Previous studies have shown that end-of-life education programs for residents have demonstrated improved knowledge base of palliative care and improved attitudes towards caring for the dying  while some studies demonstrated no change in physicians' knowledge and attitudes toward palliative care after an educational intervention.  In a study on the effects of online palliative care training on knowledge, attitude, and satisfaction of primary care physicians in Spain, there was a significant increase of knowledge of 14-20% after an educational intervention.  Another interventional study by Valsangkar et al. among interns revealed that there is significant increase in level of knowledge regarding palliative care after a training workshop.  Knowledge and attitude precede the learning of new skills.
The WHO opined that palliative care has to be compulsory in courses leading to a basic health professional qualification.  Education has been recognized as the only way to improve the provision of palliative care to patients and families. An evaluation study by Pohl et al. found that the implementation of compulsory palliative care education at the Medical University of Vienna, Austria, resulted in a significant increase of theoretical knowledge about palliative care aspects in medical students.  How does one ensure that the physician in training imbibes cultural and humanitarian values and does not end up as a glorified technician?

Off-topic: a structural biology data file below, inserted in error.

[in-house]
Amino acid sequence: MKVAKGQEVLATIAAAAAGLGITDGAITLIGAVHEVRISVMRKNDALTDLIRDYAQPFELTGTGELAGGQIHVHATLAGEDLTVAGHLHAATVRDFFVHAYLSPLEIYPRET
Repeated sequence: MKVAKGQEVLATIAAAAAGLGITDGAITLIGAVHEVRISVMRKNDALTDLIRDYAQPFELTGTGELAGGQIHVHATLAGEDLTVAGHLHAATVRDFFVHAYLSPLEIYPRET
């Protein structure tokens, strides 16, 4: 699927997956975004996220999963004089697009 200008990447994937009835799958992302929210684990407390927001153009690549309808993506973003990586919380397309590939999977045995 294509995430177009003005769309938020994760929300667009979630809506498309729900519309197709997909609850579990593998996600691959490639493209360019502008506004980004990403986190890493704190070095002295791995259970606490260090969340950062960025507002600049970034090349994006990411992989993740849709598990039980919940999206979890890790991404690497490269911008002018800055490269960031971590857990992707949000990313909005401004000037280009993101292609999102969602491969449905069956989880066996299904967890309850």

The results of this study suggest that the knowledge of interns about palliative care can be improved through an educational intervention. The clinician must implement this knowledge, attitudes, and skills on a permanent basis for the desired outcome.
Further research needs to be done, especially in the subspecialty areas to involve the consultants. Palliative care should be included in curricula for healthcare professionals, and in-service education programs should be established.
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Conflicts of interest
There are no conflicts of interest.
[Table 1], [Table 2], [Table 3]